Permanent URL to this publication: http://dx.doi.org/10.5167/uzh-6298
Bodenmann, S; Xu, S; Luhmann, U; Arand, M; Berger, W; Jung, H; Landolt, H P (2009). Pharmacogenetics of Modafinil after sleep loss: Catechol-O-methyltransferase genotype modulates waking functions but not recovery sleep. Clinical Pharmacology and Therapeutics, 85(3):296-304.
Sleep loss impairs waking functions and is homeostatically compensated in recovery sleep. The mechanisms underlying the consequences of prolonged wakefulness are unknown. The stimulant modafinil may promote primarily dopaminergic neurotransmission. Catechol-O-methyltransferase (COMT) catalyzes the breakdown of cerebral dopamine. A functional Val158Met polymorphism reduces COMT activity, and Val/Val homozygous individuals presumably have lower dopaminergic signaling in the prefrontal cortex than do Met/Met homozygotes. We quantified the contribution of this polymorphism to the effects of sleep deprivation and modafinil on subjective state, cognitive performance, and recovery sleep in healthy volunteers. Two-time 100 mg modafinil potently improved vigor and well-being, and maintained baseline performance with respect to executive functioning and vigilant attention throughout sleep deprivation in Val/Val genotype subjects but was hardly effective in subjects with the Met/Met genotype. Neither modafinil nor the Val158Met polymorphism affected distinct markers of sleep homeostasis in recovery sleep. In conclusion, dopaminergic mechanisms contribute to impaired waking functions after sleep loss.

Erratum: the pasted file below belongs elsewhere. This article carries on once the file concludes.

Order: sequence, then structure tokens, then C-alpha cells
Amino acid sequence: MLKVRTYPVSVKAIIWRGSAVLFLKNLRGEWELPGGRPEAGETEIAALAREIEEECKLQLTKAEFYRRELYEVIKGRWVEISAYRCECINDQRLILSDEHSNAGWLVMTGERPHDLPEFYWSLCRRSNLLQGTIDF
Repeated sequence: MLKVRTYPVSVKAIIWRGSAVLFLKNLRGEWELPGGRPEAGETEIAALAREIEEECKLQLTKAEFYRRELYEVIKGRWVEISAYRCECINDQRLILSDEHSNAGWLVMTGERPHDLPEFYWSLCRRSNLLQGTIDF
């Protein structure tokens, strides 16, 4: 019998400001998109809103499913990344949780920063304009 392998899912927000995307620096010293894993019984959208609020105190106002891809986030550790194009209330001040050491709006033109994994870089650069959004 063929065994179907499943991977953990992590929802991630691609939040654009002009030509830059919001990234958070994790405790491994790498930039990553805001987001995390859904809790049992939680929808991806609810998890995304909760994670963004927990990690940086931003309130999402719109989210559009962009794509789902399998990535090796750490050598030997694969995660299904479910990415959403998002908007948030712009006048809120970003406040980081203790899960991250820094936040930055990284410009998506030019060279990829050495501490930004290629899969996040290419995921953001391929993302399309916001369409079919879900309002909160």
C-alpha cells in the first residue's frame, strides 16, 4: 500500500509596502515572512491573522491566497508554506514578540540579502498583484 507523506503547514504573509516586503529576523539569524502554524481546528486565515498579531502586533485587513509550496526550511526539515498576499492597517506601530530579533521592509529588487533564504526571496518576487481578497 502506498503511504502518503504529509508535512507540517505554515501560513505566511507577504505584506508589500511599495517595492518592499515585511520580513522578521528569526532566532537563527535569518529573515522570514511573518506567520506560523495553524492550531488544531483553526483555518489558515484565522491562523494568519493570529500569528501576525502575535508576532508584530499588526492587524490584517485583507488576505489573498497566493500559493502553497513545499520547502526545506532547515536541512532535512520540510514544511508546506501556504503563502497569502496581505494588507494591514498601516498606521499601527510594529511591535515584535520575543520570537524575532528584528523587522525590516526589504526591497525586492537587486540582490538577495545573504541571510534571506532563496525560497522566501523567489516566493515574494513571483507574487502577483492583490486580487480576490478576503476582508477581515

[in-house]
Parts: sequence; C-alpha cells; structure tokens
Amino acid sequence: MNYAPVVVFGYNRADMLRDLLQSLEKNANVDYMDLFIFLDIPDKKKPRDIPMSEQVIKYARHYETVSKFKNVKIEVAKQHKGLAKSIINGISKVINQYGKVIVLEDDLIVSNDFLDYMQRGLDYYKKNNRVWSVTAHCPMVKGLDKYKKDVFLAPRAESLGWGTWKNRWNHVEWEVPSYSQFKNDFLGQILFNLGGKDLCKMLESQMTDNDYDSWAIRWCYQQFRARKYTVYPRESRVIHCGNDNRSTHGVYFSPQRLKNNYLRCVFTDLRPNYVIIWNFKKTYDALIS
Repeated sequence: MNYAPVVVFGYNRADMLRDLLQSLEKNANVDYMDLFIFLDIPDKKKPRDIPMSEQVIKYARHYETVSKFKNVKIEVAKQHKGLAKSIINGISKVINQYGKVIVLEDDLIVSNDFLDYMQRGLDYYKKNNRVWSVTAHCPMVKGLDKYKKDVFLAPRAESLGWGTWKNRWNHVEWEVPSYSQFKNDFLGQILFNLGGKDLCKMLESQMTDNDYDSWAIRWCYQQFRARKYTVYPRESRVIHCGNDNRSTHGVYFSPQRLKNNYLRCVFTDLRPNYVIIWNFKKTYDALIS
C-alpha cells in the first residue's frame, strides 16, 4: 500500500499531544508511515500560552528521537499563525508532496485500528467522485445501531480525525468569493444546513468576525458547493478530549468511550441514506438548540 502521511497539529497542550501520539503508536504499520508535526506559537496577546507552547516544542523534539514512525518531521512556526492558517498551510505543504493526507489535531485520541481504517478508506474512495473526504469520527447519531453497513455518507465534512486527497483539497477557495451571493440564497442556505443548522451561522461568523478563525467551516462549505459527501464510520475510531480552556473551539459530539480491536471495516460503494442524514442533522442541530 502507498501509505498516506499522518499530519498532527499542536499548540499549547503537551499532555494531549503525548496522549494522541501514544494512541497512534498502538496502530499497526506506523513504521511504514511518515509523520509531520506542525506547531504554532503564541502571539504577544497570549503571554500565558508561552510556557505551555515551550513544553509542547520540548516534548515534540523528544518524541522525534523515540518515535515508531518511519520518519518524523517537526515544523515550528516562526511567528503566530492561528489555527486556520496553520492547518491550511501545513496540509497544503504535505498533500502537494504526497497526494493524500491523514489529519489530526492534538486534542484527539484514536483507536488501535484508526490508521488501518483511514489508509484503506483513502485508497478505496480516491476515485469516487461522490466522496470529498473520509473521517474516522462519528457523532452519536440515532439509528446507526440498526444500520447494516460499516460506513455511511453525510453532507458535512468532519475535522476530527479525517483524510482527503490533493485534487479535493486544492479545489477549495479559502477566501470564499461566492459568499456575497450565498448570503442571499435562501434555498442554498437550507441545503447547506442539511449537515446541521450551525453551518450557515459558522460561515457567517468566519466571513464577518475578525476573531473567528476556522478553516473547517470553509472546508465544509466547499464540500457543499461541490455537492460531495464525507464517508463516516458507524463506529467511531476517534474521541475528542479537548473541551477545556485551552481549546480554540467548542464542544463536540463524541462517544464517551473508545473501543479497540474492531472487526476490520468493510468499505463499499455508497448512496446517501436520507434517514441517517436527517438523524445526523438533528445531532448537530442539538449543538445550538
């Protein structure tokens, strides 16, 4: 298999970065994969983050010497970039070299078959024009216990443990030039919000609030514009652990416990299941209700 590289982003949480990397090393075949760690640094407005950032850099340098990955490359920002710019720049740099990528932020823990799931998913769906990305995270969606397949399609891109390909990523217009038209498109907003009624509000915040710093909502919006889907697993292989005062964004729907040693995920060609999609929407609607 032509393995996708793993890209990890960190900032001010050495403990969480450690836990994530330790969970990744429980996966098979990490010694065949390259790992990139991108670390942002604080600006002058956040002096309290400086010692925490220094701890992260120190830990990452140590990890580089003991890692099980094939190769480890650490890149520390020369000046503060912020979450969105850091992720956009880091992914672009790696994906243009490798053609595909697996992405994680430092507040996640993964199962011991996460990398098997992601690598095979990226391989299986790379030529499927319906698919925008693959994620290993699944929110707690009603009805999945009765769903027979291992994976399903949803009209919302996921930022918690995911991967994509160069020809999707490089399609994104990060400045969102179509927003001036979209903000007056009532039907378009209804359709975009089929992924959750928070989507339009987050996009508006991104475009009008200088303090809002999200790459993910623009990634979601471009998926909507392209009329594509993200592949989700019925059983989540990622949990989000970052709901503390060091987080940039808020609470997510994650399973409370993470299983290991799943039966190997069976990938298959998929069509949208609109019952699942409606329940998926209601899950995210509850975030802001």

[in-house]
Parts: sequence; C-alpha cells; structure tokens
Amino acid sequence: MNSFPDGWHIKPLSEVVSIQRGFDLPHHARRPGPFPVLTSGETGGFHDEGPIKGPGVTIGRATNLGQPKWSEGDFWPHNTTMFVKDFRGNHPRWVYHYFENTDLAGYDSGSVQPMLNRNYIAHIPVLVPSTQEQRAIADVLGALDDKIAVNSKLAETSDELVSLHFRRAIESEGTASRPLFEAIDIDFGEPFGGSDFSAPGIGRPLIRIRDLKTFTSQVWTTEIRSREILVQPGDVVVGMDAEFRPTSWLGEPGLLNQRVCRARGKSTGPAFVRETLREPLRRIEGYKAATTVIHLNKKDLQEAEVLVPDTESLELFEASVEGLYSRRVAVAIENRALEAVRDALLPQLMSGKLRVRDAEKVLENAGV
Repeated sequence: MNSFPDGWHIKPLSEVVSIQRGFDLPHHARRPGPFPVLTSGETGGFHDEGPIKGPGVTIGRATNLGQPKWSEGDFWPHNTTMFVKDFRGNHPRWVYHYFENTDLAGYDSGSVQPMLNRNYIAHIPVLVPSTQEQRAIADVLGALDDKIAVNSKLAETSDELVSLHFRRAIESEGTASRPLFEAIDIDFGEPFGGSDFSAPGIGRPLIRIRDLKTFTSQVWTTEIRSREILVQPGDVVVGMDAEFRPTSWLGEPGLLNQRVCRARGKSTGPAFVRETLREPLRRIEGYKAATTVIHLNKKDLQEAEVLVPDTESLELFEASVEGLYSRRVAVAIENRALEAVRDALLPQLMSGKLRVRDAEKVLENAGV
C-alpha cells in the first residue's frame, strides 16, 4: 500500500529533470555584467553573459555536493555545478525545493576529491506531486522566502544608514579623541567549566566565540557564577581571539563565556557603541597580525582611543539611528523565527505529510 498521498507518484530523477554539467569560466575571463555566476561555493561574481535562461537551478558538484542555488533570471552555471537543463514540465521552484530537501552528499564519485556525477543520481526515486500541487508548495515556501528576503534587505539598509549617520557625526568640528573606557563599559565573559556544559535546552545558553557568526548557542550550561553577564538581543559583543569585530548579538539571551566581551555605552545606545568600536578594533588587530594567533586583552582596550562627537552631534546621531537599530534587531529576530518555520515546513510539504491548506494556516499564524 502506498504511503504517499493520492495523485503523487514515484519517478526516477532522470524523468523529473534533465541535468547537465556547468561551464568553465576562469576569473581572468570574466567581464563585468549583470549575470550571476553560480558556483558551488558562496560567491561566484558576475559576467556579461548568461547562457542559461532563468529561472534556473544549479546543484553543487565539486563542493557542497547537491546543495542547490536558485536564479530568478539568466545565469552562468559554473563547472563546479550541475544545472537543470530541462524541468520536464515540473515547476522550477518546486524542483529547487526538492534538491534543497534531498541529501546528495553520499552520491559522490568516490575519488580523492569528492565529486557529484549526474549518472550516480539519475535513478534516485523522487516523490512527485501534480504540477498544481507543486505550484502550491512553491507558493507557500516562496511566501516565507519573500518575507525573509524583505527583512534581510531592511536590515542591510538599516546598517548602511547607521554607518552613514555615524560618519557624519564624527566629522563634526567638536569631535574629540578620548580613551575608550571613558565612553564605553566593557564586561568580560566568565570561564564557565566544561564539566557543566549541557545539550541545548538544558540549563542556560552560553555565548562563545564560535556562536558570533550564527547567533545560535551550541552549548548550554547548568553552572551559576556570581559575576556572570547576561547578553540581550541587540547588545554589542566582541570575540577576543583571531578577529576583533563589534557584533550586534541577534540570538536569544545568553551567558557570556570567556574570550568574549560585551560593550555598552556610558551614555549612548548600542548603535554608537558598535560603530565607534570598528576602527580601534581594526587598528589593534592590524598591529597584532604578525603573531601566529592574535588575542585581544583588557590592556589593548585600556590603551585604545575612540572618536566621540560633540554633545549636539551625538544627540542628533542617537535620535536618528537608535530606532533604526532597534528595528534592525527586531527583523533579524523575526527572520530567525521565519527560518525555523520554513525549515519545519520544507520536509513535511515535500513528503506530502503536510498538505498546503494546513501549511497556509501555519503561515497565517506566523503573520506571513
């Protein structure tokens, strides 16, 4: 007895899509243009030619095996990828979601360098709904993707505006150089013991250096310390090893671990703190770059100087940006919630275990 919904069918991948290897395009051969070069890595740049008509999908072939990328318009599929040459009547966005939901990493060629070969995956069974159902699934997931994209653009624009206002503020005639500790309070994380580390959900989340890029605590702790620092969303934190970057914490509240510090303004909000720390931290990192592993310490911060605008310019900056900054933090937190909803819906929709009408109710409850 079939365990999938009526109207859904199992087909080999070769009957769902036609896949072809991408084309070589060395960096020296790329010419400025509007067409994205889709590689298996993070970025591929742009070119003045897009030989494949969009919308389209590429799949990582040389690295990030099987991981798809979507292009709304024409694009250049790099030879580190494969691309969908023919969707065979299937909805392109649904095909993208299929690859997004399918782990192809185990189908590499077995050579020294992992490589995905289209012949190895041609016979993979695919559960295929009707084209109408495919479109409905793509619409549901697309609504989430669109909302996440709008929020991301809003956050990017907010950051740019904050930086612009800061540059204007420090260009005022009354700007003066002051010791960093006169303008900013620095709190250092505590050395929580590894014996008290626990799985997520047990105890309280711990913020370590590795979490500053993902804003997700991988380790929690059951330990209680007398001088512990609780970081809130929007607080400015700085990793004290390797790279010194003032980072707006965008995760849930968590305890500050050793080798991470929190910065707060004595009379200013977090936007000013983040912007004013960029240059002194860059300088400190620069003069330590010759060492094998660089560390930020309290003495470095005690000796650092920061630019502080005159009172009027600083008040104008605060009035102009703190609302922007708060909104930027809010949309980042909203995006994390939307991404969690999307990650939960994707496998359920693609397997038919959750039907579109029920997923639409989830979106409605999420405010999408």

|Item Type:||Journal Article, refereed, original work|
|Communities & Collections:||04 Faculty of Medicine > Institute of Pharmacology and Toxicology|
04 Faculty of Medicine > Center for Integrative Human Physiology
04 Faculty of Medicine > Institute of Medical Molecular Genetics
04 Faculty of Medicine > University Hospital Zurich > Clinic for Neurology
|DDC:||570 Life sciences; biology|
610 Medicine & health
|Deposited On:||18 Dec 2008 12:14|
|Last Modified:||27 Nov 2013 23:51|
|Publisher:||Nature Publishing Group|
|Citations:||Web of Science®. Times cited: 24|
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